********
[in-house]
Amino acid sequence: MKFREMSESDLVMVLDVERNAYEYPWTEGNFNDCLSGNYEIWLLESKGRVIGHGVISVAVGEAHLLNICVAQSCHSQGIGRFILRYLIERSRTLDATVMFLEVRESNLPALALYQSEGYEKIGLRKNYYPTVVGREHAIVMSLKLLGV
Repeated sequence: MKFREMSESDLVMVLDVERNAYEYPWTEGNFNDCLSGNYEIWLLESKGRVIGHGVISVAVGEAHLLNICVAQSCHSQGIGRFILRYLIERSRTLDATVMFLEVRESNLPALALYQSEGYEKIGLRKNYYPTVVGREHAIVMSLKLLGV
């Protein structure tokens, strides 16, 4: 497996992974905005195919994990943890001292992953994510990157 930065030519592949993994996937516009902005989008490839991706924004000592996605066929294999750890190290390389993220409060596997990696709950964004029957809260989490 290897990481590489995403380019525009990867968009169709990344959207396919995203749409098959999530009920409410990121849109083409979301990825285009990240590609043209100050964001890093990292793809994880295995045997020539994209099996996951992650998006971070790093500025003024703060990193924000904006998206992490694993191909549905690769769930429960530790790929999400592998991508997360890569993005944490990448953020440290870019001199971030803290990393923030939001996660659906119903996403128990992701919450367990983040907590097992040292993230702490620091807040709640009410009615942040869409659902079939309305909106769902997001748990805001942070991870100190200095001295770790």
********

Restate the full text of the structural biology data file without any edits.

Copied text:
[in-house]
Amino acid sequence: MKFREMSESDLVMVLDVERNAYEYPWTEGNFNDCLSGNYEIWLLESKGRVIGHGVISVAVGEAHLLNICVAQSCHSQGIGRFILRYLIERSRTLDATVMFLEVRESNLPALALYQSEGYEKIGLRKNYYPTVVGREHAIVMSLKLLGV
Repeated sequence: MKFREMSESDLVMVLDVERNAYEYPWTEGNFNDCLSGNYEIWLLESKGRVIGHGVISVAVGEAHLLNICVAQSCHSQGIGRFILRYLIERSRTLDATVMFLEVRESNLPALALYQSEGYEKIGLRKNYYPTVVGREHAIVMSLKLLGV
């Protein structure tokens, strides 16, 4: 497996992974905005195919994990943890001292992953994510990157 930065030519592949993994996937516009902005989008490839991706924004000592996605066929294999750890190290390389993220409060596997990696709950964004029957809260989490 290897990481590489995403380019525009990867968009169709990344959207396919995203749409098959999530009920409410990121849109083409979301990825285009990240590609043209100050964001890093990292793809994880295995045997020539994209099996996951992650998006971070790093500025003024703060990193924000904006998206992490694993191909549905690769769930429960530790790929999400592998991508997360890569993005944490990448953020440290870019001199971030803290990393923030939001996660659906119903996403128990992701919450367990983040907590097992040292993230702490620091807040709640009410009615942040869409659902079939309305909106769902997001748990805001942070991870100190200095001295770790």